"Let me see your license," he said flatly as he shined his flashlight in our faces and around the interior of the car. My hands rumbling with fear I produced my license from my wallet and gave it to the officer. He studied it for a moment and said nothing, continuing his search of the car and our faces with his light.

"Mr. Brett, do you know these gentlemen in your car?

"Of course I do, this is my friend Galvin and his uncle."

The cop chuckled, "Yes, I know Galvin, but I don't seem to know this fellow back here. Glavin, is this your uncle?"

Galvin responded with his toothy grin, "Well, you see, he's mo like a cousin. You know how it is."

"Indeed I do." He grabbed his walkie-talkie mic and spoke some police jargon about a potential 10-55 and 502, assistance needed.

The officer switched the flashlight from face to face calmly.

"Where y'all going?"

I explained to him our evening of food, family and quick jaunt to S&B's for a beer or two, nothing special, just going home.

"How much have you had to drink?"

Oh, the dreaded question. I thought fast for a simple lie, but I felt my world slipping away and said, "I've had a few."

"Step out of the car please."

Please Lord, please Lord, please Lord. . .

(to be continued)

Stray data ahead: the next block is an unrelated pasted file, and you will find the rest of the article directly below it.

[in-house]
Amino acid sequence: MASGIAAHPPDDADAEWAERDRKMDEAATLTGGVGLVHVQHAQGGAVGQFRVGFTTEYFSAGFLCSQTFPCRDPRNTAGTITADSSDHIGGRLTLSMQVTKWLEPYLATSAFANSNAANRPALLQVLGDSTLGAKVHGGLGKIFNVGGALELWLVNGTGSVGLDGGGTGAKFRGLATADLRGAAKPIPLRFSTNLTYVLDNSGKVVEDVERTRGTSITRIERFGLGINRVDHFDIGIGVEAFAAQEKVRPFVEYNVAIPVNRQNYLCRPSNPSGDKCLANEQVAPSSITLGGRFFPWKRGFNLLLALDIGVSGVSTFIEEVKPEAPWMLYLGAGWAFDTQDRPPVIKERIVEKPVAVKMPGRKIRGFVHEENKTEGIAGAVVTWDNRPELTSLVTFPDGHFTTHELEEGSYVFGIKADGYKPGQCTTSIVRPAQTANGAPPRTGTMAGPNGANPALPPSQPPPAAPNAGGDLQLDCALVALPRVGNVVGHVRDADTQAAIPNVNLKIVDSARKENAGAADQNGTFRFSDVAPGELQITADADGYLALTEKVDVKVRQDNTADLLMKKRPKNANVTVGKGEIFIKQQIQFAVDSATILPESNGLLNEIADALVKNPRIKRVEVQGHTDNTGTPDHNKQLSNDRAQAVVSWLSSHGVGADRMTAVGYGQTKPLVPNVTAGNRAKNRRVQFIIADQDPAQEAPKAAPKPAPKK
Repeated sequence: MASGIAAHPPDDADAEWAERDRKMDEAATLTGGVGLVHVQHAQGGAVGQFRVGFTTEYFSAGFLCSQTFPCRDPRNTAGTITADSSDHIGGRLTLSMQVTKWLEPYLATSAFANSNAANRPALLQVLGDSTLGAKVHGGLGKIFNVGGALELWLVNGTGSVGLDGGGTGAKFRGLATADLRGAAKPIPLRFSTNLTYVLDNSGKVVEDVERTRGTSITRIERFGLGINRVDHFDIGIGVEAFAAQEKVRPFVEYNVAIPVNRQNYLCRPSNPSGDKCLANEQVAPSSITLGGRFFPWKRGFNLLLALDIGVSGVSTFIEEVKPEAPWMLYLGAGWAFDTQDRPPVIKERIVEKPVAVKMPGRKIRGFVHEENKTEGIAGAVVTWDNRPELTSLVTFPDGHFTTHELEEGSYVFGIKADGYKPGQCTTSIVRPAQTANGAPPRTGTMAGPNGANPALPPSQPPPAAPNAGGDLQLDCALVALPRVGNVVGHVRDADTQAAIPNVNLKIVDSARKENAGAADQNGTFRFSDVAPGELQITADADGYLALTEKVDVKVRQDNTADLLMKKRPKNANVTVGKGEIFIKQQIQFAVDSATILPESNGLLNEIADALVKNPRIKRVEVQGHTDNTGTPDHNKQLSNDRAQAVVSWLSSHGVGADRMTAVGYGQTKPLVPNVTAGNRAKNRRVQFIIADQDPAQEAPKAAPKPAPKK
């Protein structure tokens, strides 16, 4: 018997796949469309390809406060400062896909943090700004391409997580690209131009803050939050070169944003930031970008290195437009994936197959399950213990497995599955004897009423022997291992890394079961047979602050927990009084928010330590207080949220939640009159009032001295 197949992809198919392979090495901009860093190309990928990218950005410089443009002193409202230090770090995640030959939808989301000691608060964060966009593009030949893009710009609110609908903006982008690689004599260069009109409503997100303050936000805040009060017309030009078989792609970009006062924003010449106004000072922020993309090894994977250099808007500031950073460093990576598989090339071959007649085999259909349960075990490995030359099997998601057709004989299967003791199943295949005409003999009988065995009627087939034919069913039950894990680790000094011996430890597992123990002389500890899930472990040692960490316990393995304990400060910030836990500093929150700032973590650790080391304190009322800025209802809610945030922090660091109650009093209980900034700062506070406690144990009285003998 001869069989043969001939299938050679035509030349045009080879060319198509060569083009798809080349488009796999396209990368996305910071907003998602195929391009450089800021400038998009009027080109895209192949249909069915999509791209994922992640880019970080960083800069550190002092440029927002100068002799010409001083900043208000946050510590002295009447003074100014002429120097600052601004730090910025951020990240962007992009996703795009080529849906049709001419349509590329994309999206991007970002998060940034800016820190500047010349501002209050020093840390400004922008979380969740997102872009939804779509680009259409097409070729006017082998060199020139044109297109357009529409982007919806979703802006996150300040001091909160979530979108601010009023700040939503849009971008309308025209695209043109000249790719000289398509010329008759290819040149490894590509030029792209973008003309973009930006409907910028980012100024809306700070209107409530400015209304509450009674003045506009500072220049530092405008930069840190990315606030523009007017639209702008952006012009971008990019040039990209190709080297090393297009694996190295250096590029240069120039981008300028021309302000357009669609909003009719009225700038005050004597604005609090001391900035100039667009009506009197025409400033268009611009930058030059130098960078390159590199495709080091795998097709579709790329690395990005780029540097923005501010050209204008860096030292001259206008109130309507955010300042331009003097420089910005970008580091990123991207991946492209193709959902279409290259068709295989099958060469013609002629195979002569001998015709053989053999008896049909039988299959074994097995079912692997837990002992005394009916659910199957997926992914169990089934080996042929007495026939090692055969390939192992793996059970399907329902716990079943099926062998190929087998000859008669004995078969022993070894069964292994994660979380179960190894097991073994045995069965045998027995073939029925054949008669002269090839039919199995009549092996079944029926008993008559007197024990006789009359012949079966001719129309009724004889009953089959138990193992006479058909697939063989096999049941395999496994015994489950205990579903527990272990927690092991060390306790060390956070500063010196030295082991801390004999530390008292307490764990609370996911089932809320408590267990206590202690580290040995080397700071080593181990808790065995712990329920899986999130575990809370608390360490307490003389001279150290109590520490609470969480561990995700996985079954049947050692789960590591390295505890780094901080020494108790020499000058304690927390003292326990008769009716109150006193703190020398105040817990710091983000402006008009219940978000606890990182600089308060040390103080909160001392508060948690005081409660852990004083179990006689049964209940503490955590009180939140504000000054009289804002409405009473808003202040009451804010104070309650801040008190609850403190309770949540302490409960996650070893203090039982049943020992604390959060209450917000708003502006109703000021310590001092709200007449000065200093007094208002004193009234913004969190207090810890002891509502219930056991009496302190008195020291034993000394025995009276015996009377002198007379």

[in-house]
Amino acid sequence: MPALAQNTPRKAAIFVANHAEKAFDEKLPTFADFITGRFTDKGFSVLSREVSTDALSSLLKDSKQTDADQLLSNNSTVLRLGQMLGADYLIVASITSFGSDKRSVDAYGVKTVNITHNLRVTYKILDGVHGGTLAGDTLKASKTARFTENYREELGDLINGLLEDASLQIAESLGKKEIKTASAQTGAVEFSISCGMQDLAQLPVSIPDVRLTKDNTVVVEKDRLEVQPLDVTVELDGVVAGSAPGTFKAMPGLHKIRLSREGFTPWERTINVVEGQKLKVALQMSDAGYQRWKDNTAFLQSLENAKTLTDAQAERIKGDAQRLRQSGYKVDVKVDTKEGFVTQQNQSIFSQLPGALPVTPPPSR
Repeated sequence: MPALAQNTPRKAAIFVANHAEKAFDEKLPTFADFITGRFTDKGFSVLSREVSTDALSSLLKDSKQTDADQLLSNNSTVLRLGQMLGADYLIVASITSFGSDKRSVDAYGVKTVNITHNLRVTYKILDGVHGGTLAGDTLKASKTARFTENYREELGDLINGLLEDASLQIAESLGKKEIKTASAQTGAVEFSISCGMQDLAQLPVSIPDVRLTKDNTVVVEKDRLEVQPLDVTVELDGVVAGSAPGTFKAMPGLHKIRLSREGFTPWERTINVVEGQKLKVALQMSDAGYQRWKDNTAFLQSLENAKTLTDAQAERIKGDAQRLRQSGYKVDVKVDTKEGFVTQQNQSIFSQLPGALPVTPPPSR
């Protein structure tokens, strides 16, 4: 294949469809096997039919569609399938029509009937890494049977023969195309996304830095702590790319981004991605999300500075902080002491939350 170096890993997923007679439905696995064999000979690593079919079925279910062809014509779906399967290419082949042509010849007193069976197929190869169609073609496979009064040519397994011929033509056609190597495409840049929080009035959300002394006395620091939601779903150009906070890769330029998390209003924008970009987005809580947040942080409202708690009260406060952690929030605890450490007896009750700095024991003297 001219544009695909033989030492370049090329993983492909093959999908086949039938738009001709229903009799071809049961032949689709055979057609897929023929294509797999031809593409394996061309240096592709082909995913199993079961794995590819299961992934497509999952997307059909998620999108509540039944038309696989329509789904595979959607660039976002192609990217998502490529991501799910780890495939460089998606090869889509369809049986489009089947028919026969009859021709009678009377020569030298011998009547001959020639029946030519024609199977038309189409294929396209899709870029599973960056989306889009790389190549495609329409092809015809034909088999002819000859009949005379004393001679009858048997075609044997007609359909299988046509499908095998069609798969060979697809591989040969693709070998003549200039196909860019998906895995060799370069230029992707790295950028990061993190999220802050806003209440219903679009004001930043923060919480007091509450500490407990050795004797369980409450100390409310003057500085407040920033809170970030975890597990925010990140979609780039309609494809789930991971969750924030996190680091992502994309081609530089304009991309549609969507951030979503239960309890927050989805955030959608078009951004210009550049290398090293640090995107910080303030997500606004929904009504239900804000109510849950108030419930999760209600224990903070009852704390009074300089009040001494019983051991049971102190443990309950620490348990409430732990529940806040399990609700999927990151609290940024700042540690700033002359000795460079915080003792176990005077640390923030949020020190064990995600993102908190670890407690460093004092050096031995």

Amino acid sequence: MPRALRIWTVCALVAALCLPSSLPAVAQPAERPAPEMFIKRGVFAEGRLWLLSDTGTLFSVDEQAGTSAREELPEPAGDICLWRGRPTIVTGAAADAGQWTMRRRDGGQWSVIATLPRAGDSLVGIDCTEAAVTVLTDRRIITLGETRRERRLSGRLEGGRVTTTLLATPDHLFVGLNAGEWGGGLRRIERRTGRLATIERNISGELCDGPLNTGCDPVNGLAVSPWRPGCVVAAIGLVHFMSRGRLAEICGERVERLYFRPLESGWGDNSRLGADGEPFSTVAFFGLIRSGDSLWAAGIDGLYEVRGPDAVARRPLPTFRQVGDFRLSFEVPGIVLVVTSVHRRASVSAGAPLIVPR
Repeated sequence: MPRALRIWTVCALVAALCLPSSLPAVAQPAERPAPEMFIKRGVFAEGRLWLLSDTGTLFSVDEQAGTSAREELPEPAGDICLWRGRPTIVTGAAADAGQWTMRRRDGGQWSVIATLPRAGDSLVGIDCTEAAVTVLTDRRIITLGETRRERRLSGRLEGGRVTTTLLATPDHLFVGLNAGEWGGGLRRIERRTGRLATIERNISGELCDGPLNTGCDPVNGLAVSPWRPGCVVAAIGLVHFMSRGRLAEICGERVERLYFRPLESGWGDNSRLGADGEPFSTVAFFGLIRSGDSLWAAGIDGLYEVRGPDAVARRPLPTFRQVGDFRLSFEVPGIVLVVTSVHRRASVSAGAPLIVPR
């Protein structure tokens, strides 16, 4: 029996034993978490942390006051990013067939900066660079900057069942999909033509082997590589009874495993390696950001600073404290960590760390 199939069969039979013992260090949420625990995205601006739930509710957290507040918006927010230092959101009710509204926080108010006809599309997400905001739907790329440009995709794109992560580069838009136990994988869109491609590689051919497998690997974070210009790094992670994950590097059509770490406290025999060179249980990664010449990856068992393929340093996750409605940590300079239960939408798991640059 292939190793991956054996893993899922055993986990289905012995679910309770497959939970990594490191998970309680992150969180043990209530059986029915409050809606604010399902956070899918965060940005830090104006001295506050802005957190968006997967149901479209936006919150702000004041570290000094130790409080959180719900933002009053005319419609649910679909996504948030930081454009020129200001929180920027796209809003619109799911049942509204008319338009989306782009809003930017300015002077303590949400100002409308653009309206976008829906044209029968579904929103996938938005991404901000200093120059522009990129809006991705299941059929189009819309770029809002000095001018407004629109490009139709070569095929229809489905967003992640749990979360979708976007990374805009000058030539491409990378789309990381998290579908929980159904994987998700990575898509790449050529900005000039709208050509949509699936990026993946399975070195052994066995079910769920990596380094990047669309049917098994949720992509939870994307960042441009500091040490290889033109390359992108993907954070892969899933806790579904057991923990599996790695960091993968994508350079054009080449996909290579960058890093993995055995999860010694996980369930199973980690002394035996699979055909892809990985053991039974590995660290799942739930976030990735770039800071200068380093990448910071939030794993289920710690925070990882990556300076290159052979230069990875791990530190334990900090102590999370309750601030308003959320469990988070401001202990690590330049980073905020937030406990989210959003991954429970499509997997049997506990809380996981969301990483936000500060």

Linda  – (Monday, February 16, 2009 at 10:07:00 AM CST)  

that's just wrong to leave us hanging like that------

Anonymous –   – (Monday, February 16, 2009 at 11:41:00 PM CST)  

...And you've done this before. This is America; we're all about instant gratification. Don't leave us hangin'.


Burnt Toast  – (Tuesday, February 17, 2009 at 7:23:00 AM CST)  

Isn't the whole idea behind 'suspense' is to be 'suspended' emotionally at a critical juncture?

Don't worry, the resolution is coming soon. Two more parts, I think.

Thanks for enjoying this true story. It's certainly something I'll never forget.

Anonymous –   – (Tuesday, February 17, 2009 at 12:54:00 PM CST)  

I can't eat.....I can't sleep.....I just want know what happens next......don't leave me hangin'


Anonymous –   – (Tuesday, February 17, 2009 at 12:54:00 PM CST)